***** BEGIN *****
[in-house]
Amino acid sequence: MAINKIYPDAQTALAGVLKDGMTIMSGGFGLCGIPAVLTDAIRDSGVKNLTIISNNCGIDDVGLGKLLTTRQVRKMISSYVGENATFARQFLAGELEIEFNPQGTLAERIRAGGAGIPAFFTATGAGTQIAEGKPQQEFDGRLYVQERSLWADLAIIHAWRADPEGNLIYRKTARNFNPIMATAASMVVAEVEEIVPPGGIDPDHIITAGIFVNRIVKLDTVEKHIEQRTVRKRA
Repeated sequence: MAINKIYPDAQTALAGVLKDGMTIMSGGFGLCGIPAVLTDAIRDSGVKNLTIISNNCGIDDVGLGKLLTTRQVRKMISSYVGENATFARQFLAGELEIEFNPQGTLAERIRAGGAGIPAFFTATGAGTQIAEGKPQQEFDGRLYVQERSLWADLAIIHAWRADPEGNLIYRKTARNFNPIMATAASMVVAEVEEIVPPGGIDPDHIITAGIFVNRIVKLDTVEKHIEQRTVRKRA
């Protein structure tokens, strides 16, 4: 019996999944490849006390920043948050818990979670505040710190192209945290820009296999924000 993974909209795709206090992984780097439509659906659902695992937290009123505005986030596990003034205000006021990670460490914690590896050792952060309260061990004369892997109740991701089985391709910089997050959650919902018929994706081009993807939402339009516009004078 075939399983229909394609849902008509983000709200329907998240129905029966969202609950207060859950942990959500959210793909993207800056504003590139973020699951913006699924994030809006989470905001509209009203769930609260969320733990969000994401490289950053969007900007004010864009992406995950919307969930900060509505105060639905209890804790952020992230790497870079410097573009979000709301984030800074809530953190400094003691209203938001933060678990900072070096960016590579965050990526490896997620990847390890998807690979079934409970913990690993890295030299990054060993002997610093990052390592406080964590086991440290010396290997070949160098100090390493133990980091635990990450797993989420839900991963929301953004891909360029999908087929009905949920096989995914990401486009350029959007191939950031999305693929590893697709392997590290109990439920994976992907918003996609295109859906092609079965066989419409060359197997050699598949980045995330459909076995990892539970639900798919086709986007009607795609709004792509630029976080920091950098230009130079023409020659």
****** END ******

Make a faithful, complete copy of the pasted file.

[in-house]
Amino acid sequence: MAINKIYPDAQTALAGVLKDGMTIMSGGFGLCGIPAVLTDAIRDSGVKNLTIISNNCGIDDVGLGKLLTTRQVRKMISSYVGENATFARQFLAGELEIEFNPQGTLAERIRAGGAGIPAFFTATGAGTQIAEGKPQQEFDGRLYVQERSLWADLAIIHAWRADPEGNLIYRKTARNFNPIMATAASMVVAEVEEIVPPGGIDPDHIITAGIFVNRIVKLDTVEKHIEQRTVRKRA
Repeated sequence: MAINKIYPDAQTALAGVLKDGMTIMSGGFGLCGIPAVLTDAIRDSGVKNLTIISNNCGIDDVGLGKLLTTRQVRKMISSYVGENATFARQFLAGELEIEFNPQGTLAERIRAGGAGIPAFFTATGAGTQIAEGKPQQEFDGRLYVQERSLWADLAIIHAWRADPEGNLIYRKTARNFNPIMATAASMVVAEVEEIVPPGGIDPDHIITAGIFVNRIVKLDTVEKHIEQRTVRKRA
């Protein structure tokens, strides 16, 4: 019996999944490849006390920043948050818990979670505040710190192209945290820009296999924000 993974909209795709206090992984780097439509659906659902695992937290009123505005986030596990003034205000006021990670460490914690590896050792952060309260061990004369892997109740991701089985391709910089997050959650919902018929994706081009993807939402339009516009004078 075939399983229909394609849902008509983000709200329907998240129905029966969202609950207060859950942990959500959210793909993207800056504003590139973020699951913006699924994030809006989470905001509209009203769930609260969320733990969000994401490289950053969007900007004010864009992406995950919307969930900060509505105060639905209890804790952020992230790497870079410097573009979000709301984030800074809530953190400094003691209203938001933060678990900072070096960016590579965050990526490896997620990847390890998807690979079934409970913990690993890295030299990054060993002997610093990052390592406080964590086991440290010396290997070949160098100090390493133990980091635990990450797993989420839900991963929301953004891909360029999908087929009905949920096989995914990401486009350029959007191939950031999305693929590893697709392997590290109990439920994976992907918003996609295109859906092609079965066989419409060359197997050699598949980045995330459909076995990892539970639900798919086709986007009607795609709004792509630029976080920091950098230009130079023409020659």